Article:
Just as Savile committed industrial levels of abuse, Coulson and his NotW team engaged in industrial levels of hacking - or straightforward criminality, given that phone-hacking has been a criminal offence since the Regulation of Investigatory Powers Act of 2000. Now former journalists are coming out of the woodwork to say that Coulson actively “condoned and encouraged” phone hacking at all levels, effectively turning the paper into a “criminal enterprise” - as the crown prosecutor, Andrew Edis QC, put it.

No-one appears to have been immune: cabinet ministers, royal family members, relatives and friends of murder victims, actors, suspected criminals, footballers, etc. Not for nothing did Edis say that the phone-hacking victims of the now-defunct Sunday tabloid “read like a Who’s Who of Britain in the first five years of this century”. What this shows, needless to say, is Coulson’s massive confidence - or rampant egomania. Like Savile, he thought he could do anything he wanted with impunity. Unfortunately for him though, he is still alive - and has upset the monarchy.

You can see why he thought this. Like previous NotW editors, he knew that virtually all mainstream politicians, especially prime ministers and leaders of the opposition, are desperate for the patronage of the Murdoch press and its wider media empire. Tony Blair did not lift a finger to help his cabinet colleagues, David Blunkett and John Prescott (merely the deputy prime minister), when News International papers were running a daily diet of lurid, phone-hack-assisted stories about their affairs and ‘love children’ - his relationship with the Murdoch press mattered far more. Blair, let us not forget, flew in 1995 to Hayman Island in Australia to court Murdoch - two years before the general election that swept him into Downing Street. All that mattered was getting Murdoch’s backing. What is very important to realise is that the relationship is reciprocal - favours all round. Similarly, the police too had a dubious relationship with the Murdoch empire - turning a blind eye or two, it seems. You scratch my back, I’ll scratch yours. We do go the same clubs, after all, and expect a return from those costly membership fees.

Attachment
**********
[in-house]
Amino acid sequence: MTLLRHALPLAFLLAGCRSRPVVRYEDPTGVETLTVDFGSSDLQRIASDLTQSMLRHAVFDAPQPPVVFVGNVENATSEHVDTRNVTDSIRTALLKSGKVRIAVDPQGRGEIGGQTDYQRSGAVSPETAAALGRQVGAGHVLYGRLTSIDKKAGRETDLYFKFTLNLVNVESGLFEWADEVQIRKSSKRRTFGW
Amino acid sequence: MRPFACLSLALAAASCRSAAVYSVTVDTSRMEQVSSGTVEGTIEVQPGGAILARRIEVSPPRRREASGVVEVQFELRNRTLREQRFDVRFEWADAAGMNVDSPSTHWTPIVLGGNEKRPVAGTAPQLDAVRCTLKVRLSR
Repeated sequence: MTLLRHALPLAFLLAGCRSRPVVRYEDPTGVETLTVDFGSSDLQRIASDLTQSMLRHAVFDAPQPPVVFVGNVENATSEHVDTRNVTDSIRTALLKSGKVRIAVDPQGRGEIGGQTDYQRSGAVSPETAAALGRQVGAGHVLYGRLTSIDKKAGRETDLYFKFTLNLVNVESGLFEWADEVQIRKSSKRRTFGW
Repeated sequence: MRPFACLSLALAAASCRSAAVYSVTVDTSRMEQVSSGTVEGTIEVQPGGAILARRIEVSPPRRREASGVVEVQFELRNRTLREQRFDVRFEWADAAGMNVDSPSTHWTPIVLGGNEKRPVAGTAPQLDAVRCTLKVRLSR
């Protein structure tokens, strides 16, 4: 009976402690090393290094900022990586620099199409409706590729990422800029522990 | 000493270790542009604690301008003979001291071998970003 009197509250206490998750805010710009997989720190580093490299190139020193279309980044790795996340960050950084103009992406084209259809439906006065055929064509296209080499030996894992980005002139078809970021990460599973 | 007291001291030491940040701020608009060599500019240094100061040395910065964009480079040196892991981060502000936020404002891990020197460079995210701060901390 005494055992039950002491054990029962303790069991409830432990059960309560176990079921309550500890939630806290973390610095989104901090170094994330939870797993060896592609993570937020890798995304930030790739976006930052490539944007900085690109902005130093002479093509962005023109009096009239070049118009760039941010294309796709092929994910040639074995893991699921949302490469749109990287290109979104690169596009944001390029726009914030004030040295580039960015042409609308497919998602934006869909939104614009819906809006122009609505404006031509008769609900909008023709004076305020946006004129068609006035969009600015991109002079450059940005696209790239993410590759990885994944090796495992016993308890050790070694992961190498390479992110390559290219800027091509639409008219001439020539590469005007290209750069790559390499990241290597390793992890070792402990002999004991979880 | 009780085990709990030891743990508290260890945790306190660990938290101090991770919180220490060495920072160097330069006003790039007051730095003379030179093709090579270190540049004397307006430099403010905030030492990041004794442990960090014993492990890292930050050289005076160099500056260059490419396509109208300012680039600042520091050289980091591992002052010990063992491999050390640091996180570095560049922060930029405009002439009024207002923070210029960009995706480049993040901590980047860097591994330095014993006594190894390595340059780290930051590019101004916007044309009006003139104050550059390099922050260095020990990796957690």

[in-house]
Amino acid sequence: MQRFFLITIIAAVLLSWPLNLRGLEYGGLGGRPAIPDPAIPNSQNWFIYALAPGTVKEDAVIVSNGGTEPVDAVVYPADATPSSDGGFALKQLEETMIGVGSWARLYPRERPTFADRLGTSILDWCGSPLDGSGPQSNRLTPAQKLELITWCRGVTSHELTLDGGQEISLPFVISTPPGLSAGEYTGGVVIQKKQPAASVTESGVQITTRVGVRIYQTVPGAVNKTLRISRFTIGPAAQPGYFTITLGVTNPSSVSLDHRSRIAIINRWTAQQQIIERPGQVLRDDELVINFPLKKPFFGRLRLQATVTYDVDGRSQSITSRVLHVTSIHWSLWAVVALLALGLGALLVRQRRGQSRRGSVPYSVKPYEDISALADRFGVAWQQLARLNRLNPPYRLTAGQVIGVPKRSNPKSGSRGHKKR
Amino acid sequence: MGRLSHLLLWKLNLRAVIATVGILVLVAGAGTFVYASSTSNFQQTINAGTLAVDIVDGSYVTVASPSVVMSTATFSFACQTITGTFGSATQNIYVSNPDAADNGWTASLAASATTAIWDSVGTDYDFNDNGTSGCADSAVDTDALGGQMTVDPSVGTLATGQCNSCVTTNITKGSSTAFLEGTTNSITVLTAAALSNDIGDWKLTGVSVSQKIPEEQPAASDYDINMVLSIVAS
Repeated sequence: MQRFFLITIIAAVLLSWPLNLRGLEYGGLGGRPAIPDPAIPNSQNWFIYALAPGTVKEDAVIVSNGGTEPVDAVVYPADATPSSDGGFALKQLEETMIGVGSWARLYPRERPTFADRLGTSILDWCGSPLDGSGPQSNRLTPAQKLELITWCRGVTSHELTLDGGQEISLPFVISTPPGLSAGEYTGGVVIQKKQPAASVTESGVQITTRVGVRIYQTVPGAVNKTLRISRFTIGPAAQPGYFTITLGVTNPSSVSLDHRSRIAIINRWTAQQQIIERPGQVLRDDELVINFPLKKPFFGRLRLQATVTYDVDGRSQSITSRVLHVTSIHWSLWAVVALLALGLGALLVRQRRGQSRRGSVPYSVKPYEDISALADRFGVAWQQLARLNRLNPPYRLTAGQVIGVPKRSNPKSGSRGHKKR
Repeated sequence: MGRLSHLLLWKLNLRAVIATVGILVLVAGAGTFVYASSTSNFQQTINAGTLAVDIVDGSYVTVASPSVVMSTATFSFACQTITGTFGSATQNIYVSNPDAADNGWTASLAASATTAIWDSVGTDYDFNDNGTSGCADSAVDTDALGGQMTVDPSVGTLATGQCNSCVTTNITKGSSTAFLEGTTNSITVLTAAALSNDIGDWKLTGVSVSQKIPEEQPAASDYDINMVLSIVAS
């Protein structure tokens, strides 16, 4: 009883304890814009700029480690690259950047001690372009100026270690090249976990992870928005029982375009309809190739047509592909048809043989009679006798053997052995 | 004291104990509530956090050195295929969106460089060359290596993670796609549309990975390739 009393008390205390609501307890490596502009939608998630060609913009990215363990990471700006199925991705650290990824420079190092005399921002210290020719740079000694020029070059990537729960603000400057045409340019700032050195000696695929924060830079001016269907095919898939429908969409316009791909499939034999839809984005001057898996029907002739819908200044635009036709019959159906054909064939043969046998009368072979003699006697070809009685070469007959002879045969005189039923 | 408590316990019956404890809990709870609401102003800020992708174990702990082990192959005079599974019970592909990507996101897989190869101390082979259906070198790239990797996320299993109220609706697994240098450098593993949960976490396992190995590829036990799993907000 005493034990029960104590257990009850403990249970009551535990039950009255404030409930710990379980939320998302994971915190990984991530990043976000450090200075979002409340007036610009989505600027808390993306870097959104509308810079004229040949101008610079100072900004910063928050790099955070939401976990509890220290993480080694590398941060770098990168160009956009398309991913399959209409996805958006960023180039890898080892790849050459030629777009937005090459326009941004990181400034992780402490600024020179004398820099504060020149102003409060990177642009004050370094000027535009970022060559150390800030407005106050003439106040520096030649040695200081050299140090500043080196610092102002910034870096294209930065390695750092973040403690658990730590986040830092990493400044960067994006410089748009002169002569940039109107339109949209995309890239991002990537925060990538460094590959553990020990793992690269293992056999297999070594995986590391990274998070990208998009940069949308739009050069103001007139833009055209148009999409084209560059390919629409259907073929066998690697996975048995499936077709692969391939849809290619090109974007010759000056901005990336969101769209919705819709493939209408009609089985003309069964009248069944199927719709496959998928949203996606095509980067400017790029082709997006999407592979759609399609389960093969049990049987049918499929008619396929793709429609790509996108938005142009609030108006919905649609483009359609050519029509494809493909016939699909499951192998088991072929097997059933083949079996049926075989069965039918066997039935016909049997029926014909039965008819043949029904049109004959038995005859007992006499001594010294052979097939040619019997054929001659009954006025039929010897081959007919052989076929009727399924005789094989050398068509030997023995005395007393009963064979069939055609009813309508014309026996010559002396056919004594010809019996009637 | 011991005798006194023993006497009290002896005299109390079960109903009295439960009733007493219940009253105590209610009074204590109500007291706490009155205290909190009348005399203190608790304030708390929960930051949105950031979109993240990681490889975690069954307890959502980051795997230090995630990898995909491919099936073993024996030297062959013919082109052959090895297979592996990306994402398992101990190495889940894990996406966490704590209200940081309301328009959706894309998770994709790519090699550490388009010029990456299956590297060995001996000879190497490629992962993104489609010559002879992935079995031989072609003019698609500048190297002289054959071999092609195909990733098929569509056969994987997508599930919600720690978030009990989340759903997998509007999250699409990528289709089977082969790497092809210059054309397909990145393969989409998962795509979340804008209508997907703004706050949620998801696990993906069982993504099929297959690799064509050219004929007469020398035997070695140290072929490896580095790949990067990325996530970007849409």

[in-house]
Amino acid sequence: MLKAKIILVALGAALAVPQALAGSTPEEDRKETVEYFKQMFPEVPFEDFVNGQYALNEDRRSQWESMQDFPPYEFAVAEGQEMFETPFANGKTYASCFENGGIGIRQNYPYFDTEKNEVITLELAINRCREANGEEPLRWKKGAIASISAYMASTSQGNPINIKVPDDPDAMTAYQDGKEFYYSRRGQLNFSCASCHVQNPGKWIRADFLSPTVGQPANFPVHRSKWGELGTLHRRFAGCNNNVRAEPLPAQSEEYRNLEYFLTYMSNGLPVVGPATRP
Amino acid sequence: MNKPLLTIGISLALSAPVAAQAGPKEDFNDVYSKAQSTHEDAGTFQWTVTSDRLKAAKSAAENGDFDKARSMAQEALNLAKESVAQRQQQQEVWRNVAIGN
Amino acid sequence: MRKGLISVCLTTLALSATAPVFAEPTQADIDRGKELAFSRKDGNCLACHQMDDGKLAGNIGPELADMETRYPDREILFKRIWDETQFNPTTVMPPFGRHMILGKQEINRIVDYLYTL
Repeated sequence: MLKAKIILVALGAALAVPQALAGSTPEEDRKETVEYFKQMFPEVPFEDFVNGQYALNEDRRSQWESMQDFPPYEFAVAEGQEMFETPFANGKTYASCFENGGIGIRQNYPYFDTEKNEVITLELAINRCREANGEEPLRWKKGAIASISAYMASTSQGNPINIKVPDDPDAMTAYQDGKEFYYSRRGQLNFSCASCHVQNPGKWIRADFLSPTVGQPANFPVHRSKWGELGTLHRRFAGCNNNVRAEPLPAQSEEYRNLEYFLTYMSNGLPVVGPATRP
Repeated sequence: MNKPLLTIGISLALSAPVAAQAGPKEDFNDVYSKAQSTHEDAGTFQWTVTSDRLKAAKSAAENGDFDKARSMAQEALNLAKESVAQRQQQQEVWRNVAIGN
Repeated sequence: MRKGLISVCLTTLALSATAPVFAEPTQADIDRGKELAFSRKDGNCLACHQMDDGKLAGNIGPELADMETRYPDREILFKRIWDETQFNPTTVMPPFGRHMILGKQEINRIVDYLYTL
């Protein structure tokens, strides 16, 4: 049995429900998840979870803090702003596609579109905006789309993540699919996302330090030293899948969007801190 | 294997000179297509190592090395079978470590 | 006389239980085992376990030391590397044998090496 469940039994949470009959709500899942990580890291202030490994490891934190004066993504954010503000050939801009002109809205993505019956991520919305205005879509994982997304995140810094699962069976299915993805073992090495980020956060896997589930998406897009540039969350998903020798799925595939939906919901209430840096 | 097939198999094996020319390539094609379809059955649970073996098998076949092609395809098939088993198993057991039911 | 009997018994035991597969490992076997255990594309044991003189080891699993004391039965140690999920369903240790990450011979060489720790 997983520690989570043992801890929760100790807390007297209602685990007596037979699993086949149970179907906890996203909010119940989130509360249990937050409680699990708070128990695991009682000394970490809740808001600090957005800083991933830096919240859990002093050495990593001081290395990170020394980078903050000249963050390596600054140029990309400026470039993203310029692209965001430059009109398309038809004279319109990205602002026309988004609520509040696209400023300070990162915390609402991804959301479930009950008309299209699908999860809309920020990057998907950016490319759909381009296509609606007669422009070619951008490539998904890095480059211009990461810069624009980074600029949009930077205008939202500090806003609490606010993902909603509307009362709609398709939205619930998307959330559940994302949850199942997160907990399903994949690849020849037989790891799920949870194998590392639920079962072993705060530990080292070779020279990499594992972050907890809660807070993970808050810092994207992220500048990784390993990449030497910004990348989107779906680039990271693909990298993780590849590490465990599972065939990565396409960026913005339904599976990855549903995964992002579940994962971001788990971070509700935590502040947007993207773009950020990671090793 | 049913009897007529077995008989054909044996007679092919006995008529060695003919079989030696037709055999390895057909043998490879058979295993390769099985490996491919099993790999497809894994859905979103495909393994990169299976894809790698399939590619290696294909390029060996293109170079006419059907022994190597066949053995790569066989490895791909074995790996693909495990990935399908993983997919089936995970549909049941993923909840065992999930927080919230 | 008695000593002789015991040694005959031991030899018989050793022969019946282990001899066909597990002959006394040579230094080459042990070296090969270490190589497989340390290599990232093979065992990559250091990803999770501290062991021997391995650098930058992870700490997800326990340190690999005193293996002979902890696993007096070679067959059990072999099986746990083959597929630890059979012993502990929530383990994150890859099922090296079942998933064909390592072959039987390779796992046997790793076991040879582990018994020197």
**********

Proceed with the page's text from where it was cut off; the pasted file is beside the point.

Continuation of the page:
David Cameron too has egg on his face over Coulson, it goes without saying. In 2007 he employed the latter as the Conservative Party’s director of communications, despite knowing he was tainted goods. According to the Mail on Sunday, Cameron was “persuaded” by Rebekah Wade to appoint Coulson, on the grounds that the job should go to someone “acceptable” to News International - the quid pro quo being, ‘If you find something for Andy, we will return the favour’.3 Eating loads of foul-tasting humble pie, Cameron stated that he had given Coulson a “second chance”, but it had “turned out to be a bad decision”. No dispute there.

The whole Coulson/NI debacle further illustrates the wretched state of mainstream political parties today, so hollowed out that to get a platform you have to sell your soul to the press - especially the Murdoch press. You might even get a few pieces of silver as slender consolation. Take a look at the rather pathetic David Blunkett. Even though he suffered humiliation at the hands of The Sun between 2004 and 2005, he continued to write a column for the paper worth about £45,000 a year up until October 2009 - and in 2012 renewed a £49,500 contract to advise Rupert Murdoch on “social responsibility”. Are you having a laugh?

With so much power concentrated in the fourth estate, there are bound to be further Coulsons. Meaning ultimately that, if you want an explanation for wonky individuals like Andy Coulson, Jimmy Savile and Rolf Harris, you have to look at the hierarchical power structures that protected them.



1. The Guardian July 1.

2. The Independent June 29.

3. Daily Mail July 16 2011.